It’s nearly Thanksgiving and I’ve been considering family, things for which I’m thankful, and all that sentimental bullshit.
And I’m writing NONE of it here, because I’m also busy as hell right now at home. I’ll try to put a real post up over the weekend. In the meantime, something I posted originally a couple years ago about one of my favorite Thanksgiving memories.
Miss you, Grandpa.
I come from a large extended family: my mom’s the oldest of eight, dad’s the oldest of seven. Holidays at my grandma Kit’s house (mom’s side) are crazy: cousins, animals, aunts and uncles all running haywire. Stories are told and retold, children are in and out of the house all day followed by the dogs, cats are hiding in terror, and horses are hitched up for rounds of sleigh rides. It’s all loud insanity and it’s wonderful.
When I was about five my grandparents lived on a large farm in northern Minnesota, outside of Cloquet. It was more than a hobby farm, less than a farm-for-a-living spread. After all, they had seven kids still at home (four of them teenage boys) to feed so anything they could supply from the farm was much more cost effective for a second grade teacher and a heavy equipment driver for the county. In addition to the herd of horses, cats and dogs for fun, I remember cows, chickens, goats, sheep, guinea hens, and turkeys. There were probably other random animals from time to time…I know one of my aunts had a pet raccoon for a while.
One turkey in particular took an instant disliking to my small five-year-old form. He decided I was a blonde devil and for months I couldn’t walk near the barn without him attacking. In case you didn’t know, 25lb turkeys fully live and loaded have VERY STRONG wings: he’d extend them out to each side and run at me, screeching and beating his wings at me until I was cornered against the barn. I loathed that stupid bird. My aunt Elyse, only seven years older than me, had to beat him away from me with a big stick. That bastard gave me nightmares every time I stayed at Grandmas for the entire summer.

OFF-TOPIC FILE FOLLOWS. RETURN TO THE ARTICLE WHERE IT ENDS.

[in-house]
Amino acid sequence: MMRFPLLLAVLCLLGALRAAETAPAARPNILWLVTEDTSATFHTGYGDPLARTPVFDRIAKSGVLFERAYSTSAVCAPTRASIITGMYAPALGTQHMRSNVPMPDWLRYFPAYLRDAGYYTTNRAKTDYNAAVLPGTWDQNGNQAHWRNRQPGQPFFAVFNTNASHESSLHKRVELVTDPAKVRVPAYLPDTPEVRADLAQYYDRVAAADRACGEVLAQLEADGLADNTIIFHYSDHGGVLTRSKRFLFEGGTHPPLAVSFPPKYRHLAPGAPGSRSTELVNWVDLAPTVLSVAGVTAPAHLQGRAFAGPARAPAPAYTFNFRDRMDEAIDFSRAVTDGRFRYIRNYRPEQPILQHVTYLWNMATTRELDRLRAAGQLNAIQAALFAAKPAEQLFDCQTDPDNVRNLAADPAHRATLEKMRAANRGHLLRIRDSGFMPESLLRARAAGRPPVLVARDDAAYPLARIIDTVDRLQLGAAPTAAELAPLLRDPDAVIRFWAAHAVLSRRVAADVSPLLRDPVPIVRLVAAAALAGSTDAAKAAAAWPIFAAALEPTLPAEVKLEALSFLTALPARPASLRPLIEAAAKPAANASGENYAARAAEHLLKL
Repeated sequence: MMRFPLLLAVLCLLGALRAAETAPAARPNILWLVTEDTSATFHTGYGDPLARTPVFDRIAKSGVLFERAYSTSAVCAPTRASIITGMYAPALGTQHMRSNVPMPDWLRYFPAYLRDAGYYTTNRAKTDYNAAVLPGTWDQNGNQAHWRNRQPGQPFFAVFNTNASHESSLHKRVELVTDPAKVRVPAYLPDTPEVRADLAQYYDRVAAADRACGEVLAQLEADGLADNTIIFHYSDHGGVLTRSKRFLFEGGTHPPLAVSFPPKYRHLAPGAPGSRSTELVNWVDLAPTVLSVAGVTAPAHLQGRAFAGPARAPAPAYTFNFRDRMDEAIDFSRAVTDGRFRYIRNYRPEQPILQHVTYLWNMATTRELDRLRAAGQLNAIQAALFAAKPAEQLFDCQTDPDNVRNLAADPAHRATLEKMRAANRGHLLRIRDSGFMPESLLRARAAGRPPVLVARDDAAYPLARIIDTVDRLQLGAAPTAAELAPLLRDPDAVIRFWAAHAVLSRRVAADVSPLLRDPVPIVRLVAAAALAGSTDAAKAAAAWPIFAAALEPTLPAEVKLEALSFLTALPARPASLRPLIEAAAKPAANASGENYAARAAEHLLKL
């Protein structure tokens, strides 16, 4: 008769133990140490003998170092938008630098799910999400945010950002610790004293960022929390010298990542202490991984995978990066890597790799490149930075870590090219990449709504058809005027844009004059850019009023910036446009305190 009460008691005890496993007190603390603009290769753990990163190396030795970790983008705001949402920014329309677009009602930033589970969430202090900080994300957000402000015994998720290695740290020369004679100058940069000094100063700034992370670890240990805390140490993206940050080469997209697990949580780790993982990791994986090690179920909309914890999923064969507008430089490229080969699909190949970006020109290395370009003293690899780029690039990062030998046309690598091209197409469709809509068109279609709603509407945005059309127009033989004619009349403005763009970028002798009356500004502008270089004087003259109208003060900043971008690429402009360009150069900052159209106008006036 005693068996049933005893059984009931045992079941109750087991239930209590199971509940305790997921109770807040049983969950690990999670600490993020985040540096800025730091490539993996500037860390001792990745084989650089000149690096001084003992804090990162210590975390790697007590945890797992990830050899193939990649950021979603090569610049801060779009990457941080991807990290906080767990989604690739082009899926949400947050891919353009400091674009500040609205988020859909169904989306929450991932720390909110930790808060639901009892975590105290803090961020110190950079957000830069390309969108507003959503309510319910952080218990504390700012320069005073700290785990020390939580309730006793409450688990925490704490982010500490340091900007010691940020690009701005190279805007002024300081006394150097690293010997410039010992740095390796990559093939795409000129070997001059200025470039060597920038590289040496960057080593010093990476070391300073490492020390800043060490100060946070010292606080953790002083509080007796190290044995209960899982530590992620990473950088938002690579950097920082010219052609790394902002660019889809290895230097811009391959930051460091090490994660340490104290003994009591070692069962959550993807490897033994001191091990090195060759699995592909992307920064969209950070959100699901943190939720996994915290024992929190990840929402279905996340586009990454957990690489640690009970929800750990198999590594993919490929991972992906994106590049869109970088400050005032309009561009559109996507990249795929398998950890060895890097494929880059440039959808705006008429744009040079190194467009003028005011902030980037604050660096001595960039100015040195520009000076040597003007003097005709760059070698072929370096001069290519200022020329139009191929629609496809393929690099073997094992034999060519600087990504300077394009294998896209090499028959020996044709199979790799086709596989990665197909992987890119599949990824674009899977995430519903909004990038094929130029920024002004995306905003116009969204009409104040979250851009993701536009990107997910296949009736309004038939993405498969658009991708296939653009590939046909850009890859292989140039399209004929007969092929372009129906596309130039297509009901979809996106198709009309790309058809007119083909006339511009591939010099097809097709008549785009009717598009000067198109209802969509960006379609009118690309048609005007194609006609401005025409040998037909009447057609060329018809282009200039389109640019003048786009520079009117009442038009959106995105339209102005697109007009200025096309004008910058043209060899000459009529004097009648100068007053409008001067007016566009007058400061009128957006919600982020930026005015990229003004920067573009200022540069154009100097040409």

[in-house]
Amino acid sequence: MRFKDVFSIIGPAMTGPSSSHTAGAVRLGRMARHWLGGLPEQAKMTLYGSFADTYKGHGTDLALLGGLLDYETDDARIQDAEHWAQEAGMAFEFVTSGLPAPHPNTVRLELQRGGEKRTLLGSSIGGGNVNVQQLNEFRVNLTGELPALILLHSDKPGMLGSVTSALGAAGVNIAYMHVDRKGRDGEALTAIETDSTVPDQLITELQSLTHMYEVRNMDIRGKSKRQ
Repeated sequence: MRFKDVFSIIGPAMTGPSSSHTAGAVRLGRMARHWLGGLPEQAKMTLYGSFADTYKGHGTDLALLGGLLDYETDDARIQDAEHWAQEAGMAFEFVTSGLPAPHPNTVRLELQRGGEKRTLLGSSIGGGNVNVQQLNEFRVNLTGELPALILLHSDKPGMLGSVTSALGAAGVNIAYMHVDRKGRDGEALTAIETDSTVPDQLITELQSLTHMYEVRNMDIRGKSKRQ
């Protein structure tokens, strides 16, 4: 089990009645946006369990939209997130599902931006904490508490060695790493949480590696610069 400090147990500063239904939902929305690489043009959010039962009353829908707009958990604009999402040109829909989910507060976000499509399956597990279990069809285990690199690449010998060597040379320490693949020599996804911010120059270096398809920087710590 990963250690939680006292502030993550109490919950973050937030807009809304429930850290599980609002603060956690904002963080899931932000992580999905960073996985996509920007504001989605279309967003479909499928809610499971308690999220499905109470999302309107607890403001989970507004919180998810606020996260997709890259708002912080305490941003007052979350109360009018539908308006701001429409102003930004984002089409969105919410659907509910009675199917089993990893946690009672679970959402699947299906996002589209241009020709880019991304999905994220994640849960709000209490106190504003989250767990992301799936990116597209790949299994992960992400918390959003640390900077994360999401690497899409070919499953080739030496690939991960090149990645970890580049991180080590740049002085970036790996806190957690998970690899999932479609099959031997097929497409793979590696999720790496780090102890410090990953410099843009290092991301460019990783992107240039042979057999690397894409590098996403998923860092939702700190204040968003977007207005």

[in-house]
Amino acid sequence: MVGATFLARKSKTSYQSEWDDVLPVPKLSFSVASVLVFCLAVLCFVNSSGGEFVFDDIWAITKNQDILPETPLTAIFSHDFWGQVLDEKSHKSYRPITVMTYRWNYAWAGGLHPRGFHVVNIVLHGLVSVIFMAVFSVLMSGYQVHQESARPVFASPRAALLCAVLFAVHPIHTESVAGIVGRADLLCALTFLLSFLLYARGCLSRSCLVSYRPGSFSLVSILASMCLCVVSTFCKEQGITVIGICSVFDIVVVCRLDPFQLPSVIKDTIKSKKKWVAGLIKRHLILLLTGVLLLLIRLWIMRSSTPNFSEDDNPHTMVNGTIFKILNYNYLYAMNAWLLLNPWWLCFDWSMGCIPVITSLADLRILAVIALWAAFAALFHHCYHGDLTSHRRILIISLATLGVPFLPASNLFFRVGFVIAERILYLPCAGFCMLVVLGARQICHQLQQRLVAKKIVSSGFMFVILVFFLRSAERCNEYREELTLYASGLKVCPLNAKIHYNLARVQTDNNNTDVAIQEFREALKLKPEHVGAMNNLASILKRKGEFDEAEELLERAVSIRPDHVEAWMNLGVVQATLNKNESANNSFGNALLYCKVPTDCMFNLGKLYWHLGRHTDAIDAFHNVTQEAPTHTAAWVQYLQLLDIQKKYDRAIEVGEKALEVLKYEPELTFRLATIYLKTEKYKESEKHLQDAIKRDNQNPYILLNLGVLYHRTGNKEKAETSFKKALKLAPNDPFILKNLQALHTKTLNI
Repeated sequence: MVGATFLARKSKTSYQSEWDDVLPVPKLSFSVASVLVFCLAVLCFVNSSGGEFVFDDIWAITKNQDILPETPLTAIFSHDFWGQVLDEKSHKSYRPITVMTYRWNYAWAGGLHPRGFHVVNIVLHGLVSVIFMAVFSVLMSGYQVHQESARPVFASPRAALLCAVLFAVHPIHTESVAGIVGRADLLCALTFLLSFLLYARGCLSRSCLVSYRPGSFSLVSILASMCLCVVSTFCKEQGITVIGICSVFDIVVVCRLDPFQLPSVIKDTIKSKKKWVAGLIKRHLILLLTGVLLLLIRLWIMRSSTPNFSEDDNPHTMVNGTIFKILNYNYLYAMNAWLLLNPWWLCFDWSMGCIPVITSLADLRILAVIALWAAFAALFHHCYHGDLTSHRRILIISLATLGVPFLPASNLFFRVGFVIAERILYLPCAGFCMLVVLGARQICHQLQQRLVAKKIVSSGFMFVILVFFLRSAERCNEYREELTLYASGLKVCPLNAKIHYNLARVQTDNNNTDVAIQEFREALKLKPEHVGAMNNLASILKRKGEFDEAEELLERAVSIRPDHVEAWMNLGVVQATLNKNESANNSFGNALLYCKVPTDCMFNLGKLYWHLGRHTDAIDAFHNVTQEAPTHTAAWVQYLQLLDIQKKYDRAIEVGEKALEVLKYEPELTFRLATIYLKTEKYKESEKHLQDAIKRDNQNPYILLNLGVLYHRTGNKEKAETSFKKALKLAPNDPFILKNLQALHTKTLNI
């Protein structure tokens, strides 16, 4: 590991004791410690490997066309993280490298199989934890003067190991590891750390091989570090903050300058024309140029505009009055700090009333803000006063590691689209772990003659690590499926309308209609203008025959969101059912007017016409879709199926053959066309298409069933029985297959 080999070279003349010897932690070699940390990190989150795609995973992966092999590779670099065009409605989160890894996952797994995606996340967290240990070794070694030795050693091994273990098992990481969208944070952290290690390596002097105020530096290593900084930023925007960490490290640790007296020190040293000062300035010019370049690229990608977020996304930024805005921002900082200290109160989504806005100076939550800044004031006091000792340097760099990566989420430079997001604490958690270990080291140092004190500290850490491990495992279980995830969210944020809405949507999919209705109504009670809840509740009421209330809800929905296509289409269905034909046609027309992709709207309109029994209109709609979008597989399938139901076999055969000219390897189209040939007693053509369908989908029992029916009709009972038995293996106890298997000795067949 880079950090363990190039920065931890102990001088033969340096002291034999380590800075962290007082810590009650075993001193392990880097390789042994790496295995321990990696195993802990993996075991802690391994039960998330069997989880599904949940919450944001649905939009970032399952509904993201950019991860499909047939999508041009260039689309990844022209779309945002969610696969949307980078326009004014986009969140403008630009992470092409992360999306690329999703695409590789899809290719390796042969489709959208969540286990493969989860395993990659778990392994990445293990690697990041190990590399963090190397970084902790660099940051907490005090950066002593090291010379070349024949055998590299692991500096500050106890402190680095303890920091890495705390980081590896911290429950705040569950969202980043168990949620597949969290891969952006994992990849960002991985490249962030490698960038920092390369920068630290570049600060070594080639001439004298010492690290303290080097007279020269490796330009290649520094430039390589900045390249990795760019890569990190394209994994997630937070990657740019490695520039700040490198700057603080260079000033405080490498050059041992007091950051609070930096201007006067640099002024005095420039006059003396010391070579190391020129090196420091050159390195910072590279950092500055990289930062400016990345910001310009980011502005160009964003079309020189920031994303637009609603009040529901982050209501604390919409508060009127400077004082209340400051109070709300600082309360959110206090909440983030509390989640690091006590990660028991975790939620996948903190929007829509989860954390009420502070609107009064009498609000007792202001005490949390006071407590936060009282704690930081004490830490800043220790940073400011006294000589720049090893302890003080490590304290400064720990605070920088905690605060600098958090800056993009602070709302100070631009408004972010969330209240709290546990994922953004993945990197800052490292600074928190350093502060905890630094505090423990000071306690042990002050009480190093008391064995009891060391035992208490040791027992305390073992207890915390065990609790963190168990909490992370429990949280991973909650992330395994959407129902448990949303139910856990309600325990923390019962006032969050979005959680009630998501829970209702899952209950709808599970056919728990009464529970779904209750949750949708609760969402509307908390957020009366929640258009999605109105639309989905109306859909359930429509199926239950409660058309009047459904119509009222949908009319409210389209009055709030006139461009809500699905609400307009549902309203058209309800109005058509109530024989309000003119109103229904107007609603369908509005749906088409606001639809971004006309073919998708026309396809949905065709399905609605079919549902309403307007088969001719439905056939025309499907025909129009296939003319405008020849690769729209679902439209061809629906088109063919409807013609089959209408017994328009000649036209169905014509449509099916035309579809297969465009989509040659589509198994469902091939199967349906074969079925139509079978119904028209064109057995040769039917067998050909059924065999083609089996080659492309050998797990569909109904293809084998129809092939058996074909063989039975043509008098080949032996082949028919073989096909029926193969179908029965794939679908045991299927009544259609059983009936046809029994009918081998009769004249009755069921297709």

Thanksgiving came and we were all sitting around the large kitchen table. It was a cacaphony of children and adults all talking at once, passing food, slipping treats to the dogs under the table, and laughing. I, being the oldest (and therefore exalted) grandchild, sat next to my Grandpa, a big, gruff man who was really a big softie with the grandkids. He watched me take a big bite of turkey and waited until I swallowed. Then he told me that was the big nasty tom from the barn. To this day I think he was telling me just to see how I’d react, being a girl mostly sheltered from the more unpleasant farm duties (we never went there on butchering day after the chicken incident).
I cheered and asked for more.